In terms of the wider strategies of the play, the violent humor of this scene affords a threefold problematization of authority in the figures of Aeacus, Xanthias (who goes further than any other character in Old Comedy in subverting master/slave relations (20)), and Dionysus. The abuse of Dionysus here comes on top of his manifest cowardice (271-331) and might be thought to undermine his authority to pronounce on anything, whether technical matters or the associated political question of how to save Athens. His creativity here, however, as in the competition with the frogs, is as significant as his victimhood. Dionysus is consistently this combination of patsy and wit, the embodiment of the comic, (21) but that combination makes the quite strident claims to authority after the parabasis difficult to take entirely straightforwardly.

The exploitation of violence for humor in Aristophanes implies a variety of relations between audience and fictional participants. The humor of Schadenfreude plays a part, but one consistently implicated with the ideological and literary positioning of the plays. While any comic character has the potential for treatment as a butt, there is a preference to select as victims rival participants in civic discourse, which suggests the consolidation of generic authority. Such instances require sympathy between audience and a comic protagonist, but audiences are not consistently aligned with one aggressor against a set of butts throughout a play, nor does comic victory require unequivocal comic domination. Indeed, the exploitation of violence may question hierarchies and the use of power as much as it consolidates them.

Voyeurism, Masculinity, and Power: From Ambivalence to Crisis

In this section, I explore further this ambivalence in comic violence by extending the scope of visual humor from (non-sexual) physical assault to forms of sexual dominance and humiliation. Enacted before the gaze of the ideologically (if not actually) male audience, the exercise of sexual power encompasses both an active, penetrating sexuality and an increasingly masochistic flavor, as citizen males are humiliated by men and women of every status. I shall engage with feminist film theory to argue that sexual power here stands as a proxy for political power. What can be seen in the earlier plays of Aristophanes as a recuperation of ambivalence and anxiety becomes increasingly symptomatic of a masculinity and political culture in crisis.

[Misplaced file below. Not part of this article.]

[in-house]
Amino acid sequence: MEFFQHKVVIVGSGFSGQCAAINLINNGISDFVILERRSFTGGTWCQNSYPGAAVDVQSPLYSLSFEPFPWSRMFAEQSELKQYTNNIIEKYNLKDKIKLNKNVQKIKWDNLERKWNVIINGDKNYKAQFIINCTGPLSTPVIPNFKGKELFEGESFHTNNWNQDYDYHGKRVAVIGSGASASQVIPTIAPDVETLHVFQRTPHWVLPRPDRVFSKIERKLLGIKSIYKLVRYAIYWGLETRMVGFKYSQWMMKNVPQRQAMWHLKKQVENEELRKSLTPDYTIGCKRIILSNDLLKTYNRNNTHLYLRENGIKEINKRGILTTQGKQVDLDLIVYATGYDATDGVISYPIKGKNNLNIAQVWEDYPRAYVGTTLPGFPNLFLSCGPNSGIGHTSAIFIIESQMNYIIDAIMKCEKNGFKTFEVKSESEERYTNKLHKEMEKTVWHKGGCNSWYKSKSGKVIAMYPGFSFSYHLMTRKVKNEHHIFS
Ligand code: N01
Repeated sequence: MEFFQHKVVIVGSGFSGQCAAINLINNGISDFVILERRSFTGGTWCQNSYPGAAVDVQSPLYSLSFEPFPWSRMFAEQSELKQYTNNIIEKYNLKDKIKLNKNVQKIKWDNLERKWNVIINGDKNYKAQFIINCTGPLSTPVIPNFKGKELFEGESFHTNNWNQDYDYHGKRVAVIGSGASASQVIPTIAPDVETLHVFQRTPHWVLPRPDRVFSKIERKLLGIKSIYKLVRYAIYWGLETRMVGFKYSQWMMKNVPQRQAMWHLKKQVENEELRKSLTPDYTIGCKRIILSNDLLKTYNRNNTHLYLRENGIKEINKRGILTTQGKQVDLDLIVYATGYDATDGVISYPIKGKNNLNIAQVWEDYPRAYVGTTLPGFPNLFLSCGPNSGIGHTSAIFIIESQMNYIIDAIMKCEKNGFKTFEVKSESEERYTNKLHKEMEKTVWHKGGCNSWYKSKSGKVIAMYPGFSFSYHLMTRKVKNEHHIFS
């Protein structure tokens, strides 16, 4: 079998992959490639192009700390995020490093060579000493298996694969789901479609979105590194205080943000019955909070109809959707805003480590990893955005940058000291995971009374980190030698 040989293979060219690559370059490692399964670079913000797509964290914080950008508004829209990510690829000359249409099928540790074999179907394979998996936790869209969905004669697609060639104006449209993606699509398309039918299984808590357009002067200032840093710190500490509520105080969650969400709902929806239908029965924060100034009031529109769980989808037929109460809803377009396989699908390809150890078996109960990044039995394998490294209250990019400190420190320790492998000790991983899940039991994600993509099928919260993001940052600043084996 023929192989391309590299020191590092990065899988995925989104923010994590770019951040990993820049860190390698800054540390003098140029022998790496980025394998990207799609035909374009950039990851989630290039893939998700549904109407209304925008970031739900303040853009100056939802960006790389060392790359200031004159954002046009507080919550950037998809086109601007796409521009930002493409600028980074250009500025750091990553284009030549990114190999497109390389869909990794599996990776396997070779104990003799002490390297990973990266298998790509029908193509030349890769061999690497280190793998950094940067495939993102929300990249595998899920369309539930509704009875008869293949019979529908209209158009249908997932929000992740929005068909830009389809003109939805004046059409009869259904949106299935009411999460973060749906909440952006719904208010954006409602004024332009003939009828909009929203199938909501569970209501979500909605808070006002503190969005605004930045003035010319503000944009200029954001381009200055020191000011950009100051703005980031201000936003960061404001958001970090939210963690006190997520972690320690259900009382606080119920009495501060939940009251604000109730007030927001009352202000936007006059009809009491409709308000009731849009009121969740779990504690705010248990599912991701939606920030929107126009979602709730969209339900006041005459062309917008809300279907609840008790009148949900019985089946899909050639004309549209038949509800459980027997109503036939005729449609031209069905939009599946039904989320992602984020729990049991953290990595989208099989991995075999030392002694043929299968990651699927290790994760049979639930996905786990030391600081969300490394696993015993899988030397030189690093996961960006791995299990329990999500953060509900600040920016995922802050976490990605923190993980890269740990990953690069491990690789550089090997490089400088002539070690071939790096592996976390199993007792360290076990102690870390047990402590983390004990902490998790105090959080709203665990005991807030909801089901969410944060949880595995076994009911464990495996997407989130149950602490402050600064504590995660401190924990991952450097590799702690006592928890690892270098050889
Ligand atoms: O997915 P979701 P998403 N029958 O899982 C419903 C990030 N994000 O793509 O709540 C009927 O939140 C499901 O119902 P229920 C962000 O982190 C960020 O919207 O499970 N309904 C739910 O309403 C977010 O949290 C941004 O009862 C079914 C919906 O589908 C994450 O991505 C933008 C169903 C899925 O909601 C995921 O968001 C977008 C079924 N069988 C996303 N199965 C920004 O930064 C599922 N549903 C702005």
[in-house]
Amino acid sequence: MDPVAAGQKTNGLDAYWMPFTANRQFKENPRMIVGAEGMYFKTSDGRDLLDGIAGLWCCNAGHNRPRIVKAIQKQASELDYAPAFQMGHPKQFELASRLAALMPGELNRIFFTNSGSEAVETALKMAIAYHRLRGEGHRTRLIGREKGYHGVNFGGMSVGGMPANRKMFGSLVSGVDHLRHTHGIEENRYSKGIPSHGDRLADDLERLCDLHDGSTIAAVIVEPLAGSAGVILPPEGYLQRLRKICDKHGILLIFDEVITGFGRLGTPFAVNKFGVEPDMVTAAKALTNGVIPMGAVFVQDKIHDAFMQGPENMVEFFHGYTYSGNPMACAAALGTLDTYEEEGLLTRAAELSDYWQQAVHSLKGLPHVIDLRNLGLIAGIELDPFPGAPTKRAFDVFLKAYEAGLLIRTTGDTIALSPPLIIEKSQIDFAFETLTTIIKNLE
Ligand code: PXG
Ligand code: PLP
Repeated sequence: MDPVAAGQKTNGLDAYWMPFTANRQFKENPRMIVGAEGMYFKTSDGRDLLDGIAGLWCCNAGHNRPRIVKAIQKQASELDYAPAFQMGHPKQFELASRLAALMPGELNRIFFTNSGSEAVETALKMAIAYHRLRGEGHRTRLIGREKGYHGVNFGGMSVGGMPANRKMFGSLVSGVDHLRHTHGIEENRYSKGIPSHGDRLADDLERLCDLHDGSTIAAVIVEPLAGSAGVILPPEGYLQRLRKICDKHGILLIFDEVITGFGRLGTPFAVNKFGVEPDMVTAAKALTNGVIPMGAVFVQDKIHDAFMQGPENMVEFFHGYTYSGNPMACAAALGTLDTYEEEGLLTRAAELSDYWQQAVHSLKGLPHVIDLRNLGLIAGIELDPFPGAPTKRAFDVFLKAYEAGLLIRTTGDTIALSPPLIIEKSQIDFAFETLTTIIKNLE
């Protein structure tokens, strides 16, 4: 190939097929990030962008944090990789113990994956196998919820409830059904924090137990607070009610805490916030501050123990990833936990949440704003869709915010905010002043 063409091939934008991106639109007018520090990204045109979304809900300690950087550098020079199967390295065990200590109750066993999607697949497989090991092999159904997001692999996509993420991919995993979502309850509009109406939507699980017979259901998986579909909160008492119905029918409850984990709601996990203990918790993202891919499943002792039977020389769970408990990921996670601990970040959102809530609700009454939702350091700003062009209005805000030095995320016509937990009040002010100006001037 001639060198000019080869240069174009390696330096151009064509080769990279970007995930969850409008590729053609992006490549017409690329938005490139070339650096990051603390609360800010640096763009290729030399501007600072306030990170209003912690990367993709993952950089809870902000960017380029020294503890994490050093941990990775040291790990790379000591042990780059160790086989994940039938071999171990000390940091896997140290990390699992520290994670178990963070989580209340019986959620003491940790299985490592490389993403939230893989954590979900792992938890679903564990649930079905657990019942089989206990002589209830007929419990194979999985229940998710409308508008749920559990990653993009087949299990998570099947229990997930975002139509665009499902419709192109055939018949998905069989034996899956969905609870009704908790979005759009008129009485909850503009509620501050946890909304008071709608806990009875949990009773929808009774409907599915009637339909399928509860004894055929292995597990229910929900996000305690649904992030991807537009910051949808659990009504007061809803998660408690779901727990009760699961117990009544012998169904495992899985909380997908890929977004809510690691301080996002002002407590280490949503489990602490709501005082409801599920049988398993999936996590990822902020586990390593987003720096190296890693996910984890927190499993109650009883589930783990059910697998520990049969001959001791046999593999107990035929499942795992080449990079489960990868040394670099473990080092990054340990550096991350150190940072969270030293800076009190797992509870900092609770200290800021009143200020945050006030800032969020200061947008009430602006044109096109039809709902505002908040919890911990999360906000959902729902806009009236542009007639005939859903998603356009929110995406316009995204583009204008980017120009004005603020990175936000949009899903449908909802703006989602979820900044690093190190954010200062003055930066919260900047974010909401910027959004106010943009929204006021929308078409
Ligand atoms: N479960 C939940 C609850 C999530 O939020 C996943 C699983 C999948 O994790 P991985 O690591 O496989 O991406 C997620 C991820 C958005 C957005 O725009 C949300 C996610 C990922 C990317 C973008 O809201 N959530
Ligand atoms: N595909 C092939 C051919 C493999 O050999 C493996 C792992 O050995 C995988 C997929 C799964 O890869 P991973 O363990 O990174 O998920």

One element in the comic grotesque certainly looks like the celebration and uncontrolled expression of aggressive male sexuality, displayed by and for men. Indeed, one might easily come to the conclusion that Old Comedy, perhaps most flagrantly and publicly of any ancient form, involves the fetishistic and controlling male gaze. Such a notion descends from Laura Mulvey's classic psychoanalytic reading of Hollywood cinema, in which she contends that women in films are either voyeuristically exploited as sexual objects or fetishized in terms of unattainable beauty, but not allowed their own identity as desiring subjects. Mulvey's position has obvious attractions: it is easily assimilable to superiority theories of humor, is consonant with approaches to ancient humor which emphasize the pornographic aspects of ancient humor (both in terms of display and of sexual aggression and threat), and fits neatly the actual or supposed composition of the ancient audience. (22)

The character of Festivity (Theoria) is a good example of the way that such objectification works in Old Comedy. Theoria is one of the female characters in Old Comedy who act as markers of the attainment of a major character's goals. As one of the handmaidens of the goddess Peace, who has been rescued and is herself displayed to the audience as a large statue, (23) she is handed over to the council as a symbol of peace and male sexual desire, the two (as often in Old Comedy) being strongly related. Attainment of peace will be enacted in and through the sexual possession of Festivity (Pax 887-90):
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   Council, executives, look at Festivity.
   Look at all the good things I've brought to give you,
   so that you can immediately lift her legs
   up high and then celebrate a Release.


It is further grist to this interpretative mill that Festivity actually refers specifically to spectating, with obvious application to the immediate performance context. The association of the audience gaze with active male sexuality is clearly very strong, and the division of sexual spoils--with Theoria going to the audience and Opora (Harvest Time) to Trygaeus--only serves to emphasize this association. Sexual dominance and collective cohesion seem to go unerringly together, unifying audience pleasure with the triumph of the comic protagonist.